Updated: May 17
All Heart of Europe Candles customers receive a candle care card. But how much attention do you actually pay to it?
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There is a reason why candle makers ask their customers to pay attention to their candle care cards: to ensure basic safety measures, to prolong the life of your candle, and to give you the best experience possible. Candles are like other items in your house – the better care you take of them, the better experience you will get longterm.
Basic candle safety measures
Let’s start with a reminder of basic candle safety measures. They are common sense, really, but you’d be surprised how many stories there are in various candle makers’ groups about customers who set their curtains, bed sheets, or furniture on fire. Don’t be that person! Always keep an eye on your burning candles, keep them away from children and pets. Put them on heat resistant surfaces (the bottom of the candle can get very hot once the flame descends low). Keep them away from draughts, and don’t move a candle once it’s lit and has melted wax in it. Do not burn your candles for more than four hours at a time. Stop using the candle once there is only about 8mm of wax left. Do not wait for the candle to go out by itself, extinguish it before all the wax is consumed.
I know that my customers hate to waste wax (well, anything) but remember that by buying Heart of Europe Candles, you’re already supporting a zero-waste approach. You can return leftover wax and jars from our candles in exchange for a discount on your next purchase. (Just send me a message that you will be returning your wax/jars during the next pick up, and I’ll email you a discount code.) You have the option of getting your candle refilled if you live in Brussels. You can be environmentally conscious without risking damaged furniture in your home.
Trim the wick
If there is one thing you’ll take away from this article, it should be this one. Trimming the wick before each new burn should become a habit! Once it does, it won’t cost you any energy. This applies both to rapeseed, and beeswax candles.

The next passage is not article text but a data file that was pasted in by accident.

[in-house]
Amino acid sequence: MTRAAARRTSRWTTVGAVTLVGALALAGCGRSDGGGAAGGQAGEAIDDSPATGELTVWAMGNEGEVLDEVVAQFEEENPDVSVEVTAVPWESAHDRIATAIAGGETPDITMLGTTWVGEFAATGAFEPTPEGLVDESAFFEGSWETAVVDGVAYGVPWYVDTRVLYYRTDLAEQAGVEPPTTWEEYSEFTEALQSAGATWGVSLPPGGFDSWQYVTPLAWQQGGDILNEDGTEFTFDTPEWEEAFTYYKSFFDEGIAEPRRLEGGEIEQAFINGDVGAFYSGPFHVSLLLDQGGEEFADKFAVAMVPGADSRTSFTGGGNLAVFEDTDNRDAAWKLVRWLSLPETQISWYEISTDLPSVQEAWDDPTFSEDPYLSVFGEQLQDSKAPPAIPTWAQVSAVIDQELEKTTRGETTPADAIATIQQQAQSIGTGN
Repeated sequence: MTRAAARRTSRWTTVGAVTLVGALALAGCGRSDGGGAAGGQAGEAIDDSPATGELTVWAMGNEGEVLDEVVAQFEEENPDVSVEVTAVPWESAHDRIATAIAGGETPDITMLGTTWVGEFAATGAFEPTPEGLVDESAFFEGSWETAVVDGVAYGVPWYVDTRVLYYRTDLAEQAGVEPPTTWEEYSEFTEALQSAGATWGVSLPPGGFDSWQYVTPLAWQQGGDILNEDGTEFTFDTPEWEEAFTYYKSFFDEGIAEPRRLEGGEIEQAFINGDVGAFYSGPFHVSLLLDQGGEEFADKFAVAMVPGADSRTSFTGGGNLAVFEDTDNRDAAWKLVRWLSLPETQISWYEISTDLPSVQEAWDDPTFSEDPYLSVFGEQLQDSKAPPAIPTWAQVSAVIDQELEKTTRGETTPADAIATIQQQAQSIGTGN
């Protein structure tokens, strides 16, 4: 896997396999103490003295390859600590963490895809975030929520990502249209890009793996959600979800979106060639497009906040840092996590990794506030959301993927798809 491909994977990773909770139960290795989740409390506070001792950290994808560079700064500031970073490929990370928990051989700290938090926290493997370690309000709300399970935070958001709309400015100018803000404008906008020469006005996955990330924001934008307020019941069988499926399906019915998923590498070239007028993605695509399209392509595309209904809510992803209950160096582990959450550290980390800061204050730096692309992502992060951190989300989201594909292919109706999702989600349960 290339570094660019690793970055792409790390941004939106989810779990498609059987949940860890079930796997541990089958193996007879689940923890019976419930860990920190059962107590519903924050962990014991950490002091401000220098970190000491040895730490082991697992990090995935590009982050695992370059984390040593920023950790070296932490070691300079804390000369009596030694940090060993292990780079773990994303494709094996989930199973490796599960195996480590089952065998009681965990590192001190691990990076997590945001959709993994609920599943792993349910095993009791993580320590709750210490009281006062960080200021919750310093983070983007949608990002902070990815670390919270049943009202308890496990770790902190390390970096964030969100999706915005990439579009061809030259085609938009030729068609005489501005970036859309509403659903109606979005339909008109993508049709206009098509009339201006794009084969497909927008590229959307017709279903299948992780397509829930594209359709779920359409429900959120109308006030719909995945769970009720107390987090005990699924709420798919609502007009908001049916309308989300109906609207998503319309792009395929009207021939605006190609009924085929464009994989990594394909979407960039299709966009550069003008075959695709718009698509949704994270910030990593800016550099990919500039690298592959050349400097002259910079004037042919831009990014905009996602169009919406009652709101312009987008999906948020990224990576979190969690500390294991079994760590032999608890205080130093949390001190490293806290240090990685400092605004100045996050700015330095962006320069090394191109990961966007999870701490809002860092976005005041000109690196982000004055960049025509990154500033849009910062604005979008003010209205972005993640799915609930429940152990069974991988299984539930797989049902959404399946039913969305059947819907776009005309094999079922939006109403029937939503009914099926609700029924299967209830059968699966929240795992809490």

Even though part of the wick gets consumed with the flame, the wick will have the tendency to become longer and longer with each burn. Some wicks are designed so that they start curling into a ball, and therefore stay “short” for the life of the candle. In any case, more wick means more flame, and an improper burn. This causes the flame to be higher, and dance and flicker more. The candle may also start sooting, and leave black soot on the jar.
You can prevent this by regularly trimming the wick. Make it a habit to trim the wick before each time you light the candle. You can use any type of scissors, or simply nip it off with your fingers. General rules say trim the wick to about 6-8mm but my experience shows that our Pure rapeseed candles can handle having their wick trimmed to only 4mm long. You can also trim the wick right AFTER you’ve extinguished your candles, but I personally find it much more messy.
First melt pool
For container candles, their first burn is important. The first burn may determine how your candle will burn for the rest of its life cycle. You should let your candle burn for about 3 to 4 hours when you first light it. (This can be about 2 to 3 hours for smaller candles.) Wax has memory, and it will copy the burn pool from when the candle was first lit. So if you don’t let the melt pool reach the wall of your candle container during the first burn, the candle will follow that path, and you will have too much wax left around the side of the container. This leads to tunnelling, and that in turn leads to the flame not getting enough oxygen and being too small and dying out. You don’t want that.
That being said, softer waxes (rapeseed, soy) will give you a bit more of a leeway. I personally believe that it’s ok to not reach a full melt pool for the first few burns with our Pure rapeseed candles. There is one other factor that comes into play. As the flame descends further down the container, the heat gets less dispersed and the flame burns hotter. So the wax residue left around the walls will catch up and melt during subsequent burns. The important thing is that your candle has a big enough flame to burn well, and the flame does not die out.
Dip the wick
Here’s one pro tip! Instead of blowing the candle flame out, you can dip the wick! Use a toothpick, the other end of your matches, a wooden skewer, a chopstick… or a wick dipper from a fancy candle care set. Dip the wick into the melted wax pool, and straighten the wick again. The wick won’t smoke at all, and it will be primed with wax for its next use.
I've also come across this cute bee-shaped wick dipper on Amazon. Maybe a gift with beeswax candles?
Repurpose old candle jars
Do you hate to throw things out? It is important to me waste as little as possible. That’s why I created a tutorial on how to clean your old candle jar. You will find it here on our blog.
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Enjoy your candles, and until next time!